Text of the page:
Based on my resume, it can be troubling because I can’t consider myself bilingual due to my issue and past occasions. Therefore, I don’t put it in my skills section. As looking for a job, I question whether a manager can rely on me, so I don’t try to apply for jobs for bilinguals, which have more options and pay.
The Dominican Republic was the destination for a month-long visit of my family last year. Since I hadn’t been there in years, I was excited to return to my home country. As we landed, nervousness set in. It was overwhelming to experience such a different environment, climate, and language. We got to our temporary apartment and went to a mall in the city. As a first-time restaurant customer in the country, I ordered several times because the worker was confused. My embarrassment took over after that because I tried to mask myself as a native but failed miserably.
During our trip, we slept over at the family’s house. I found communicating with them challenging, but they were extremely friendly and tried their best to make me feel at home. At the local park, my aunt and I went for a walk. Our conversation focused on my plans for college and my future career. Despite my broken Spanish, I remember being able to converse comfortably. Also, I learned more about the country. The grocery store is called Colmado, Soda is called Refresco, and my favorite fast food to buy is Pica Pollo, which is fried chicken with a side. My Spanish improved and somehow made me feel I belonged here. My family’s connections and the learning opportunities I encountered during the trip did not get deterred by the language barrier.
My Spanish does not make me any less Hispanic. When I visited people from the country, I learned that my fear isn’t as big as I had thought. During those memorable experiences, I realized I still belong in my community no matter what. I own my truth and continue to learn and love my heritage. I grew more confident in my speaking ability and developed the courage to step out of my comfort zone and try speaking with people even if it seemed daunting.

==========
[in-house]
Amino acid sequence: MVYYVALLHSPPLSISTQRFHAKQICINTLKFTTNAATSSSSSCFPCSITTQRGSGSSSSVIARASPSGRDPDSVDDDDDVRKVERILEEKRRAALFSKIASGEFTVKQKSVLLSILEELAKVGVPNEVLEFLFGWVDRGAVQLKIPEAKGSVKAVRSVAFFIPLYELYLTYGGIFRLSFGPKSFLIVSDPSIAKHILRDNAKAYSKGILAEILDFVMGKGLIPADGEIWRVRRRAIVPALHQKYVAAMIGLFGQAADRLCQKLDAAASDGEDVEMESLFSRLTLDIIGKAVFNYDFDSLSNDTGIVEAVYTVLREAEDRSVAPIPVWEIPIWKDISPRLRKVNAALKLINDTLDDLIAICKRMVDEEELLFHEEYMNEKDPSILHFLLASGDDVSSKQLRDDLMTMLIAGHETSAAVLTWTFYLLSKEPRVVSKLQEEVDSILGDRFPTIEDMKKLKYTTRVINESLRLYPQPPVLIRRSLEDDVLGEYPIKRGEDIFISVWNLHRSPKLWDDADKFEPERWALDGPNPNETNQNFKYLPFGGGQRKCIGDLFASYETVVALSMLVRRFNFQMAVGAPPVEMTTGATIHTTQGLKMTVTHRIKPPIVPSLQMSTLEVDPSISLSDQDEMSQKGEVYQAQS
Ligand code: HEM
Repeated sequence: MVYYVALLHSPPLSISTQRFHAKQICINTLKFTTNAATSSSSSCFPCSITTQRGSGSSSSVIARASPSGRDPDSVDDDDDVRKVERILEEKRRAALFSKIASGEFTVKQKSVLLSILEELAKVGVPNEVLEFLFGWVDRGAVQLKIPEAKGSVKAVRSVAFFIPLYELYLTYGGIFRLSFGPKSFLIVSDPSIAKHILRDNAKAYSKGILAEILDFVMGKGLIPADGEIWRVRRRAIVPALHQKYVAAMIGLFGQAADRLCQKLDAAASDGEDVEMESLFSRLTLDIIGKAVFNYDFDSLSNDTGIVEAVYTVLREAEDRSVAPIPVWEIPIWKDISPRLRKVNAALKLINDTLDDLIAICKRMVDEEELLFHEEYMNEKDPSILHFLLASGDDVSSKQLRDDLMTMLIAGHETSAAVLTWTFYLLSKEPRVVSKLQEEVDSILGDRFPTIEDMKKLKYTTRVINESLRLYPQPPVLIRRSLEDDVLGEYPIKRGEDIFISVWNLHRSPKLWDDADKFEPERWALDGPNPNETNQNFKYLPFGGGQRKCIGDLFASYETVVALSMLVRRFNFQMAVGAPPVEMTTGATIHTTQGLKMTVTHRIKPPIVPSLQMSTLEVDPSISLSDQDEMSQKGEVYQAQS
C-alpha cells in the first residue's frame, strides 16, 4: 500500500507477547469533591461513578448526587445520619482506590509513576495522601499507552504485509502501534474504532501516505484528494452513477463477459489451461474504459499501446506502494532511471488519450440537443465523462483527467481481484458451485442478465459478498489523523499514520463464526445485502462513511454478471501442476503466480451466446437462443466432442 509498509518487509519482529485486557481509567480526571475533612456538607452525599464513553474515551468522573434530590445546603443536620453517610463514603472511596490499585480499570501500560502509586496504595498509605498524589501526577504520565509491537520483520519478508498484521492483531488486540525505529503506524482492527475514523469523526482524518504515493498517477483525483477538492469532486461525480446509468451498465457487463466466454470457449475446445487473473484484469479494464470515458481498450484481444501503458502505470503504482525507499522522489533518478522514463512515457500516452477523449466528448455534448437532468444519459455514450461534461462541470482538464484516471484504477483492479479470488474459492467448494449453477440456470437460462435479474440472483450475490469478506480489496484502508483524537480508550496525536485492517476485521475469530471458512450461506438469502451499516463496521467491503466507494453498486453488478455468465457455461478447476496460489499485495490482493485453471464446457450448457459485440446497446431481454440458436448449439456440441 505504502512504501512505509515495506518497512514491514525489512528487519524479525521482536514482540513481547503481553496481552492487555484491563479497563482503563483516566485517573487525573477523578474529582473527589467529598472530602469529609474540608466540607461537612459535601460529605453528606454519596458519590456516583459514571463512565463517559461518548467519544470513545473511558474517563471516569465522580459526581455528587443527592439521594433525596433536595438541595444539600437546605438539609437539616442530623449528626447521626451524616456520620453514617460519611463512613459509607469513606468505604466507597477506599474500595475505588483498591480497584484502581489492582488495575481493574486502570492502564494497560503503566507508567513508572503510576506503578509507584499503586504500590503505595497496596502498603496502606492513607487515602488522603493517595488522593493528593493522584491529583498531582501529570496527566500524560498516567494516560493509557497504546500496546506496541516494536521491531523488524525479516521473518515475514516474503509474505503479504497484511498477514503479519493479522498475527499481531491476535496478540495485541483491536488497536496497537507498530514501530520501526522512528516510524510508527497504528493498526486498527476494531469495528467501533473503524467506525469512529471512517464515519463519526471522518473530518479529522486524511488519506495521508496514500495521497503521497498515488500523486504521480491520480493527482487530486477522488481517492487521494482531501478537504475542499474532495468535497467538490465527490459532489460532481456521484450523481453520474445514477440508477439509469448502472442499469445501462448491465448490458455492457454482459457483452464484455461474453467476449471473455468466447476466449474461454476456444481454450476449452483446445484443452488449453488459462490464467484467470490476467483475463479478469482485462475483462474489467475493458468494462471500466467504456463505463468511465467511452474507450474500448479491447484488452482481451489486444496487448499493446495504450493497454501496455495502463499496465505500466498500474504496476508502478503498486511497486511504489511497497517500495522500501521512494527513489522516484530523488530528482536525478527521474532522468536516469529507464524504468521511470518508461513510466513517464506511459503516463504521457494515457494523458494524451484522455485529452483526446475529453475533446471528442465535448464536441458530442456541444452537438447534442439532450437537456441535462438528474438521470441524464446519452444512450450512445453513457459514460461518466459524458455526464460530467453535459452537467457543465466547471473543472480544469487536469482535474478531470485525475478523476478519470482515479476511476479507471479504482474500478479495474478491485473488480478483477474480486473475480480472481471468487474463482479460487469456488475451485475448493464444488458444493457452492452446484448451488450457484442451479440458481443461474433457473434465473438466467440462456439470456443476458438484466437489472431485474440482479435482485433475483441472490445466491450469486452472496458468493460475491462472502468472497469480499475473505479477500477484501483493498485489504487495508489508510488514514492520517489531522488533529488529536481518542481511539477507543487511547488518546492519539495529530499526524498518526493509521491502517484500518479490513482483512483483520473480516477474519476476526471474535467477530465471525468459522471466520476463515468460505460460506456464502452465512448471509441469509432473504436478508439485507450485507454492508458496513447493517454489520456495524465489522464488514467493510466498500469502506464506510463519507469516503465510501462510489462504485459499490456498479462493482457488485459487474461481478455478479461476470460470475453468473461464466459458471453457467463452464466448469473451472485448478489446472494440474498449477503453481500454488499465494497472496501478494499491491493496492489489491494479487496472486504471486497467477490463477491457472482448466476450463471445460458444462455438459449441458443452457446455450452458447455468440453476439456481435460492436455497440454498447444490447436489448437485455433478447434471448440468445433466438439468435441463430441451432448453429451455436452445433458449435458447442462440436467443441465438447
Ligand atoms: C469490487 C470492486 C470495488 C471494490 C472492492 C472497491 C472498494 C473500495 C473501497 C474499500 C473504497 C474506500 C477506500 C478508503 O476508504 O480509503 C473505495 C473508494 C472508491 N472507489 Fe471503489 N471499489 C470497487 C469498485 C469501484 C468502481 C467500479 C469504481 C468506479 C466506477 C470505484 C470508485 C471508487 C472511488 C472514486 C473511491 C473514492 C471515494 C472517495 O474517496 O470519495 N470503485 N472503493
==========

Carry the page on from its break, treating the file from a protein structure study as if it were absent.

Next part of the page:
The phrase “It’s 5 AM” of the two verses contains an anaphora. The purpose of the weekend is to show his addiction is causing him to get high over and over again to cope with his pain. The intended audience for this is people who live this lifestyle, helping others to understand the consequences of this bad habit. The setting influenced the author to make these choices in the 80s when pop music and dancing were popular, the author wants to show the behind the senses or impact the lifestyle can take you.
Pathos is used in the line “And if I finally die in peace/ Just wrap my body in these sheets (Sheets)/ And pour out the gasolinе/ It don’t mean much to me”. In my opinion, this makes the audience sympathize with the weekend due to their lack of concern for death. “The only thing I understand is the zero-sum of tenderness” also contains pathos. Despite not receiving any reward in the relationship, this line can evoke empathy for the partner as it is one-sided. The purpose of this is to show the overwhelming effect it brings to the partner. In order to address people who are in co-dependent relationships and are often the fixers, the author clearly shows the audience who are fixers that this is not love, it’s unhealthy, and it’s not worth fixing your partner in the end.